To put (an article of clothing) on one's person:
phrasal verb
slip on
To put (an article of clothing) on one's person:
phrasal verb
slip up
To make an error or mistake:
noun
1. An act or thought that unintentionally deviates from what is correct, right, or true:
2. A minor mistake:
Informal: fluff.
Translations

w>slip away

visich wegschleichen, sich wegstehlen; (time)verstreichen, vergehen; (chances)(allmählich) schwinden; (opportunity)dahinschwinden; her life was slipping away from herihr Leben schwand dahin
References in classic literature ?
Medlock and Martha gladly slipped away, and after everything was neat and calm and in order the nurse looked as if she would very gladly slip away also.
The old year did not slip away in a green twilight, with a pinky-yellow sunset.
Also, she was compelled to let her great colonies slip away from her.
The love she had renounced came back upon her with a cruel charm; she felt herself opening her arms to receive it once more; and then it seemed to slip away and fade and vanish, leaving only the dying sound of a deep, thrilling voice that said, "Gone, forever gone.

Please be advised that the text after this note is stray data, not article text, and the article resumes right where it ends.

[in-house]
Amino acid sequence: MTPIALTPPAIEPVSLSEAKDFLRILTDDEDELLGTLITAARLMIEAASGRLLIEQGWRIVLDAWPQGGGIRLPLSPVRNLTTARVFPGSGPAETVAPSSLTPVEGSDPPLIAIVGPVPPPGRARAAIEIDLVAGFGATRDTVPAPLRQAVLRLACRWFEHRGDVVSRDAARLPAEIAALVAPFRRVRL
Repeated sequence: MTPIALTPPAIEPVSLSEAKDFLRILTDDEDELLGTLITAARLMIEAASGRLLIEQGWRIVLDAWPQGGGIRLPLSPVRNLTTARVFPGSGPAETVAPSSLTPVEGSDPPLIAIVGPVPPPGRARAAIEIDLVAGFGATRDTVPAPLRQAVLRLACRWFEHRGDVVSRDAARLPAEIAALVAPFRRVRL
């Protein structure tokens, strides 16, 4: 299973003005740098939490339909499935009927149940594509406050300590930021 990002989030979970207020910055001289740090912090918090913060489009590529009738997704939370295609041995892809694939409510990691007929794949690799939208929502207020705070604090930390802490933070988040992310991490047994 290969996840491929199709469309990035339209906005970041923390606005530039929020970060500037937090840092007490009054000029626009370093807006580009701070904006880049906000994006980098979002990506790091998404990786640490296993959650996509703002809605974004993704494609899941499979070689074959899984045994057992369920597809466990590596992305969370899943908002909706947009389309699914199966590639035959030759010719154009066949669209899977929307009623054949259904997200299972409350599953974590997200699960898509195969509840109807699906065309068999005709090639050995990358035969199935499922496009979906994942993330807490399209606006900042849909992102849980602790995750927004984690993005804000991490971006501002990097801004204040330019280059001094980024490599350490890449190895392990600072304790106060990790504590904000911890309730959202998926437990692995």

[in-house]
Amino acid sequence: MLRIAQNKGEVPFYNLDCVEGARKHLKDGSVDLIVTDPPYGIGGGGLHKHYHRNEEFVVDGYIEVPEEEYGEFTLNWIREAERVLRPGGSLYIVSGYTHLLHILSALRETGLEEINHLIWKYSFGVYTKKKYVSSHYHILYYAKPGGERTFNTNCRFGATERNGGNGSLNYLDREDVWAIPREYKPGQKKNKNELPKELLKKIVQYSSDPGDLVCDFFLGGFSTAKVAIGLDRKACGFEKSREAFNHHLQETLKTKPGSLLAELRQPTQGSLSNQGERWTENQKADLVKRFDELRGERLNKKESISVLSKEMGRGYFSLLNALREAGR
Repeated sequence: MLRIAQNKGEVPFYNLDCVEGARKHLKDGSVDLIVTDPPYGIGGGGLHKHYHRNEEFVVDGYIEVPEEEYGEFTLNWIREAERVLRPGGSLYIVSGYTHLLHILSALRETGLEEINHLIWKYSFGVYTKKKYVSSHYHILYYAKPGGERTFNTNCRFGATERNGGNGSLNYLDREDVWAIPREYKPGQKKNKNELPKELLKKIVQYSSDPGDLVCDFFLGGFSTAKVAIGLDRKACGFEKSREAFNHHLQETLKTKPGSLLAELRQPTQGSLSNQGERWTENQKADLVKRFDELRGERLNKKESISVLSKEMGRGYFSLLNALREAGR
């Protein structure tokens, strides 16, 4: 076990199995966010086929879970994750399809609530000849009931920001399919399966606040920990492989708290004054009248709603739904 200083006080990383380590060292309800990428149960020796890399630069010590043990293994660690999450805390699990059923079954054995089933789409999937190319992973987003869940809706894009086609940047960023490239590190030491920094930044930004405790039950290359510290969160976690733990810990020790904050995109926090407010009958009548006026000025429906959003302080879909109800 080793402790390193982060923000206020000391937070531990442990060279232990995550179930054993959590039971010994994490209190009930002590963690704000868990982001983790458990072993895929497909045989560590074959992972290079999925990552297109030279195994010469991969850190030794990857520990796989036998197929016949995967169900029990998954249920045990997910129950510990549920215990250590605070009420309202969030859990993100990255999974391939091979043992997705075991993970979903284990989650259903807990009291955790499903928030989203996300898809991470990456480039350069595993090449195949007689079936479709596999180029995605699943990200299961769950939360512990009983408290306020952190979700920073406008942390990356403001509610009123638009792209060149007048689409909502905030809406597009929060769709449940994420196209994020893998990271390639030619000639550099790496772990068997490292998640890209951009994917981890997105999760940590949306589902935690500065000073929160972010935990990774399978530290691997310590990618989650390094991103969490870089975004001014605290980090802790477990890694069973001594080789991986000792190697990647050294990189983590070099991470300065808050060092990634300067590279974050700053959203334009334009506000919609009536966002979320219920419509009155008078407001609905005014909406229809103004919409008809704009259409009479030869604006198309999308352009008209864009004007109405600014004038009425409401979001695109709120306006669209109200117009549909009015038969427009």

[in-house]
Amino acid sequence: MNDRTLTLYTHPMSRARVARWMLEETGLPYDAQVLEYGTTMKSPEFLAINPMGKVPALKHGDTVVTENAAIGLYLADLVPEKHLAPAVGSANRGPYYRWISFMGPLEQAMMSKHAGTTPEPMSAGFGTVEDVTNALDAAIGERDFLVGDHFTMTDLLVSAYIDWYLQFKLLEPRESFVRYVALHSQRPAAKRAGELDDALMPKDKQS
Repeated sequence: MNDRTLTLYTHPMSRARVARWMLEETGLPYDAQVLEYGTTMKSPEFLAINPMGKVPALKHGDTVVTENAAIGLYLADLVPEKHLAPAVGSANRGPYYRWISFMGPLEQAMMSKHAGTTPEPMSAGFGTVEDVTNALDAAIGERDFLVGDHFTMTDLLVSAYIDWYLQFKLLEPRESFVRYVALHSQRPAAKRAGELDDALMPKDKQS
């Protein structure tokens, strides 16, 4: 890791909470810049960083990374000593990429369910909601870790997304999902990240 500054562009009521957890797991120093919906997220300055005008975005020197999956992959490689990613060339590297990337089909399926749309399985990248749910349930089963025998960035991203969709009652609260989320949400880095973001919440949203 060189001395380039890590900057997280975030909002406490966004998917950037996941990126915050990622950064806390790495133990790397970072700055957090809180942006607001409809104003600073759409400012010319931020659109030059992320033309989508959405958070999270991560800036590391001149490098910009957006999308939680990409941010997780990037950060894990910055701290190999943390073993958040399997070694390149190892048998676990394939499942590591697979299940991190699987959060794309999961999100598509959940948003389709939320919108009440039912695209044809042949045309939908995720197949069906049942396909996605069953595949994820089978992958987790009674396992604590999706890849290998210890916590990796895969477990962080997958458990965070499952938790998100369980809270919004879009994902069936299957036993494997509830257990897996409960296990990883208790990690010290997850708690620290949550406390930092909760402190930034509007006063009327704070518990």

There's so little of her, I'm afraid to say much, for fear she will slip away altogether, though she is not so shy as she used to be," began their father cheerfully.
Very well, she would slip away now and see if she could stay all night with the Cobbs and be off next morning before breakfast.
If she let the precious minutes slip away, there might be another beating in store for her at the drain: her father was not of an indulgent disposition when his children were late in bringing his beer.
and with a hasty "Stay a minute just to please her, and then slip away, for I want her to sleep," the Doctor led him into the room.
With a sudden rush of warmer and more joyous feelings, he let the subject slip away from him.
said Kitty, trying assiduously to catch with her fork a perverse mushroom that would slip away, and setting the lace quivering over her white arm.
Lookee here, my sugar-stick,' said Mr Dennis, 'if your view's the same as mine, and you'll only be quiet and slip away at the right time, I can have the house clear to-morrow, and be out of this trouble.
He is to see that she does not slip away fired by a conviction, which suddenly overrides her pages, that the kitchen is going to rack and ruin for want of her, and she is to recall him to himself should he put his foot in the fire and keep it there, forgetful of all save his hero's eloquence.